Every day, we gather at Mass to celebrate this Eucharistic sacrifice. The scene of today’s gospel depicts this gathering. Jesus fed the crowd after preaching the word to them. An action wherefrom the Holy Mass takes its liturgical character: the Word and the Eucharist. In this miracle of the feeding of the five thousand which was literally misconstrued by the crowd, Jesus revealed himself as the real food that quenches our spiritual hunger. But the crowd focused on the bread and not on Jesus, on the gift and not the giver. In view of this, Jesus admonished them in John’s account of this same narrative when he said “Do not labour for the food that perishes, but for the food which endures to eternal life, which the Son of man will give you” (Jn 6:27). Jesus further animated this premise by adding “I am the living bread which came down from heaven; if any one eats of this bread, he will live forever; and the bread which I shall give for the life of the world is my flesh” (Jn 6:51). Christ gave us this food in the Eucharist. And just as in this miracle, it is Christ who blesses this food and distributes it through his priests, the apostles of today.
When we step forward individually to receive the body of Christ, although we are many but we become bonded in Christ as one body of him. For Christ whom we receive is the head of the Church and we the body cannot be separated from him. So while baptism makes us one family of God, the Holy Eucharist further strengthens this bond spiritually by directing us towards an inseparable intimate union with Christ. What this means is that we are not just one family but are also jointly sharing in the life of God and moulded towards partaking in the life of heaven. This is why this sacrament is a foretaste of the heavenly banquet only to those who receive it worthily. So eternal life subsists in the worthy reception of this sacrament. “Truly truly, I say to you, unless you eat the flesh of the Son of man and drink his blood, you have no life in you” (Jn 6:53). And whoever eats this bread and drinks this cup unworthily, brings condemnation upon himself (1Cor 11:27, 29). So, our reverence for the Eucharist should not be taking for granted.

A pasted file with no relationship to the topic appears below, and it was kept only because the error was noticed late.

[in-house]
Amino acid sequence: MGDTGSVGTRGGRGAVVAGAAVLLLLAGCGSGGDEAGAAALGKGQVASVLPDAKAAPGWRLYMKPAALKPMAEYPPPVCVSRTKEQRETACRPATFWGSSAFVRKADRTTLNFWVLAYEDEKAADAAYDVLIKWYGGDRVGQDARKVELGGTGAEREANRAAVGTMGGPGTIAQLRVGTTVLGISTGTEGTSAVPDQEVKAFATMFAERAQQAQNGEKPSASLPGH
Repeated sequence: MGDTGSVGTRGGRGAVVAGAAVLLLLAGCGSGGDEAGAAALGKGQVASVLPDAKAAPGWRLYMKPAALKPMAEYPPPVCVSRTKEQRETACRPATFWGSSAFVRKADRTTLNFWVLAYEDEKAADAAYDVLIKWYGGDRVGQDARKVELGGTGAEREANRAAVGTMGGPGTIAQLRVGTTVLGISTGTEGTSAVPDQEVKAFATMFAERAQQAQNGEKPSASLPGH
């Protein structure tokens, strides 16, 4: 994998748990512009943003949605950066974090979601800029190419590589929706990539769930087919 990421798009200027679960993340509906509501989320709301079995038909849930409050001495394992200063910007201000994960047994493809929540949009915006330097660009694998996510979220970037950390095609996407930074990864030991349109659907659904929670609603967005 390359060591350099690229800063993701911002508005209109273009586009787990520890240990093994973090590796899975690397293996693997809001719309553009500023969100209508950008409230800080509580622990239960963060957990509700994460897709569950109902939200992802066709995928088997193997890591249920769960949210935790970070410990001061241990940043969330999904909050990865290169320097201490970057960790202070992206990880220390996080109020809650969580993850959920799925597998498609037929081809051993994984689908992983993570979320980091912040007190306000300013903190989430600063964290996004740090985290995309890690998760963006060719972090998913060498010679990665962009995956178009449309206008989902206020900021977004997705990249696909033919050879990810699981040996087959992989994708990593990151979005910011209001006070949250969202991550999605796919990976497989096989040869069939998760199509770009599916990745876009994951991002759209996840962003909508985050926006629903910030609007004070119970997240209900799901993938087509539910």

When we receive the Eucharist, we should become whom we receive. So we should constantly hear that voice of Christ within beckoning us “You give them something to eat.” This is how we share the love (Christ) that we have received in the Eucharist. We don’t need to play the escapist card just like the apostles who chose to focus on what they don’t have rather than what they have; to see problems instead of solutions. What the world needs from us is just a little kindness and love. If we all provide this service of love no matter how little, together it can have humongous effect in saving our world from scarcity and starvation.
PRAYER FOR THE DAY
Jesus in the Most Holy Eucharist, deepen our faith and reverence for your body and blood and help us to become bread broken for the lives of others. Amen.